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Georges Clairin - Portrait of Sarah Bernhardt
Armand Point - Peacock Casket
Camille Alaphilippe - Woman with Monkey
Aristide  Maillol - Seated female nude with her left hand on her head. Study for The Mediterranean
Louis-Robert Carrier-Belleuse - The Struggle for Life vase
Léon  Lhermitte - Les Halles
Fernand Pelez - The Death of Emperor Commodus
Pierre-Auguste Renoir - Ambroise Vollard in a Red Scarf
Jean Carriès - My Portrait
Emile Gallé - Two-handled vase
Georges-Henri Lemaire - Silence or Immortality
Charles-Alexandre Giron - Woman wearing gloves, also known as The Parisienne
Paul Sérusier - Tricoteuse au bas rose
Pierre-Auguste  Renoir - Portrait of Madame de Bonnières
Berthe Morisot - Jeune fille en décolleté - La fleur aux cheveux
Pierre Bonnard - Conversation à Arcachon
Pierre-Adrien Dalpayrat - Dish : The judgment of Paris
Joseph-Marius Avy  - Bal blanc
Marie Constantine Bashkirtseff - Parisienne, Portrait of Irma
Maurice Denis - Female bathers at Perros-Guirec
Fernand Pelez - La Vachalcade
Alfred Sisley - The Church at Moret (Evening)
Théophile Alexandre Steinlen - Ball on the 14th of July
Edmond  Aman-Jean - Miss Ella Carmichaël

Peacock Casket

Armand
Point
Alger, 1861 – Naples, 1932
1899
Wood, chase gilt bronze, enamel, lapis-lazuli, cabochons
39 cm x 39,6 x 31 cm

Armand Point trained initially under the watercolourist and landscape painter Auguste-Clément Herst. A visit to North Africa inspired him to paint a series of Orientalist works, several of which were acquired by the state. In 1894, he travelled to Italy and was filled with enthusiasm for the Renaissance painters.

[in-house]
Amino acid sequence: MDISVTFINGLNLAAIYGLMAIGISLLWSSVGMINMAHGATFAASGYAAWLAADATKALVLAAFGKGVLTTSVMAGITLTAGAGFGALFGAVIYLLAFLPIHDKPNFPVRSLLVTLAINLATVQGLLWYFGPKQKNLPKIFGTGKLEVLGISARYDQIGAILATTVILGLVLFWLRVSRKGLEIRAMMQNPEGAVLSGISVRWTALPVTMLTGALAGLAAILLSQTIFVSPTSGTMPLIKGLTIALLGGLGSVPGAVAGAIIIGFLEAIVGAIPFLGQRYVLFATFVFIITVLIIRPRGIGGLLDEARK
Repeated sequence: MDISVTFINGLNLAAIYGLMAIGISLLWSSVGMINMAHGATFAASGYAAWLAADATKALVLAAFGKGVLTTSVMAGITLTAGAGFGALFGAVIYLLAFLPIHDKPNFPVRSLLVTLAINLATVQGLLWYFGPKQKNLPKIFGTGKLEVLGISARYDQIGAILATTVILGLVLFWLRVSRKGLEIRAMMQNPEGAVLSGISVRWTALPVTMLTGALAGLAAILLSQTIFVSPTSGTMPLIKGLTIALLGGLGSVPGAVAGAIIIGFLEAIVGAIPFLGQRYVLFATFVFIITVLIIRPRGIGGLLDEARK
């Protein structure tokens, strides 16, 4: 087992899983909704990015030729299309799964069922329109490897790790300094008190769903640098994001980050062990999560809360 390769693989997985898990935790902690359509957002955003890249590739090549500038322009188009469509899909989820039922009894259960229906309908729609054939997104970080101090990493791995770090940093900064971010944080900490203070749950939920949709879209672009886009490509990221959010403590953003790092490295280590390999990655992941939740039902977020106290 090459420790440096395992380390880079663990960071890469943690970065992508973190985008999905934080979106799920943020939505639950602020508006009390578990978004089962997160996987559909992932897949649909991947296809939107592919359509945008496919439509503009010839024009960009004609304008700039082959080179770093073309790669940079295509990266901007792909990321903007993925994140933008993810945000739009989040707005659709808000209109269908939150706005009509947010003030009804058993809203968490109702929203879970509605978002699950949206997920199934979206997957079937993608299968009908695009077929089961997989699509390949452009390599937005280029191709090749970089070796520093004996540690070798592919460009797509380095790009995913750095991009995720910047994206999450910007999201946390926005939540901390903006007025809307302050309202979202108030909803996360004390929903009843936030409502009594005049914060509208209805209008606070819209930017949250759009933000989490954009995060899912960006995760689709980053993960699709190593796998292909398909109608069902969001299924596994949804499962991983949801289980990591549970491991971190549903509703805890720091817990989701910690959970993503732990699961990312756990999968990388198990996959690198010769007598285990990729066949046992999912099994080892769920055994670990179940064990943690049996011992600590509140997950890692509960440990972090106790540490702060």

From 1895 onwards, he experimented with enamelling and set up an artists’ colony in the forest of Fontainebleau, which the poet Elémir Bourges named Hauteclaire after the sword of Roland’s companion Olivier in the medieval epic. The peacock casket was inspired by one of the masterpieces of the goldsmith’s art from the Limousin region preserved at the Musée de Cluny in Paris.
Armand Point used different enamelling techniques to create a very refined object. The decorative unity of the casket is maintained by the peacock motif chased on the base of the casket in the form of a foot and spreading its tail on the top of the roof. On the four sides, enamelled peacocks display their trailing tail feathers amidst tangled vine boughs.

The peacock, symbol of immortality, and the bunches of grapes alluding to the Passion of Christ and the Eucharist are two motifs borrowed from early Christian art. The richness of colour based on harmony between greens and reds and the elegance of the lines in the form of arabesques make this casket one of the most stunning examples of Symbolist decorative art.

Inventory number: 
OGAL00075
Inventory number : OGAL00075
Acquisition details : Acquired in 1899
Room 1. The decorative arts in 1900
Paris 1900
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